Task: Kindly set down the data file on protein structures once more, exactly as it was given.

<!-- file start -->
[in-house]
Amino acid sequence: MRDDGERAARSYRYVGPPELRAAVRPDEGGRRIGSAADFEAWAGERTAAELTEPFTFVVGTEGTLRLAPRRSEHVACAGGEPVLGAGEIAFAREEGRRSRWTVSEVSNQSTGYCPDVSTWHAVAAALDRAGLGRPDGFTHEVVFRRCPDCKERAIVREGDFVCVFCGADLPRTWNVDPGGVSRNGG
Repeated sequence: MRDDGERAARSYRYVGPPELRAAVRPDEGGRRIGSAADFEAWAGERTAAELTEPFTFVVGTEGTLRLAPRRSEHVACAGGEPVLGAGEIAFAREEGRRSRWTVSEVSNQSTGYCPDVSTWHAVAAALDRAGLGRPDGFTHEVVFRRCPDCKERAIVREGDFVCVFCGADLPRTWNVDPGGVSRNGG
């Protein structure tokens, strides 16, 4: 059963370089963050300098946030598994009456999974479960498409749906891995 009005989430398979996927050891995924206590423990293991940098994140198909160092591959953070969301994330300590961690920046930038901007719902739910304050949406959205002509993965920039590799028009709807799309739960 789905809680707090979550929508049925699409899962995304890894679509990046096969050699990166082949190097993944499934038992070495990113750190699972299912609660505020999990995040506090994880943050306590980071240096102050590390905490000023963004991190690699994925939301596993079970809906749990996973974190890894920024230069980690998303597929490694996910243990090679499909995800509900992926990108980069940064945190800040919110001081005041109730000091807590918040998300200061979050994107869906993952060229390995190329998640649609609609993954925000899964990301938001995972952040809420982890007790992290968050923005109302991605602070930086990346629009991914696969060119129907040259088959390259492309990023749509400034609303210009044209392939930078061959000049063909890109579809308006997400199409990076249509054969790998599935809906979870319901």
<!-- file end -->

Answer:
[in-house]
Amino acid sequence: MRDDGERAARSYRYVGPPELRAAVRPDEGGRRIGSAADFEAWAGERTAAELTEPFTFVVGTEGTLRLAPRRSEHVACAGGEPVLGAGEIAFAREEGRRSRWTVSEVSNQSTGYCPDVSTWHAVAAALDRAGLGRPDGFTHEVVFRRCPDCKERAIVREGDFVCVFCGADLPRTWNVDPGGVSRNGG
Repeated sequence: MRDDGERAARSYRYVGPPELRAAVRPDEGGRRIGSAADFEAWAGERTAAELTEPFTFVVGTEGTLRLAPRRSEHVACAGGEPVLGAGEIAFAREEGRRSRWTVSEVSNQSTGYCPDVSTWHAVAAALDRAGLGRPDGFTHEVVFRRCPDCKERAIVREGDFVCVFCGADLPRTWNVDPGGVSRNGG
């Protein structure tokens, strides 16, 4: 059963370089963050300098946030598994009456999974479960498409749906891995 009005989430398979996927050891995924206590423990293991940098994140198909160092591959953070969301994330300590961690920046930038901007719902739910304050949406959205002509993965920039590799028009709807799309739960 789905809680707090979550929508049925699409899962995304890894679509990046096969050699990166082949190097993944499934038992070495990113750190699972299912609660505020999990995040506090994880943050306590980071240096102050590390905490000023963004991190690699994925939301596993079970809906749990996973974190890894920024230069980690998303597929490694996910243990090679499909995800509900992926990108980069940064945190800040919110001081005041109730000091807590918040998300200061979050994107869906993952060229390995190329998640649609609609993954925000899964990301938001995972952040809420982890007790992290968050923005109302991605602070930086990346629009991914696969060119129907040259088959390259492309990023749509400034609303210009044209392939930078061959000049063909890109579809308006997400199409990076249509054969790998599935809906979870319901």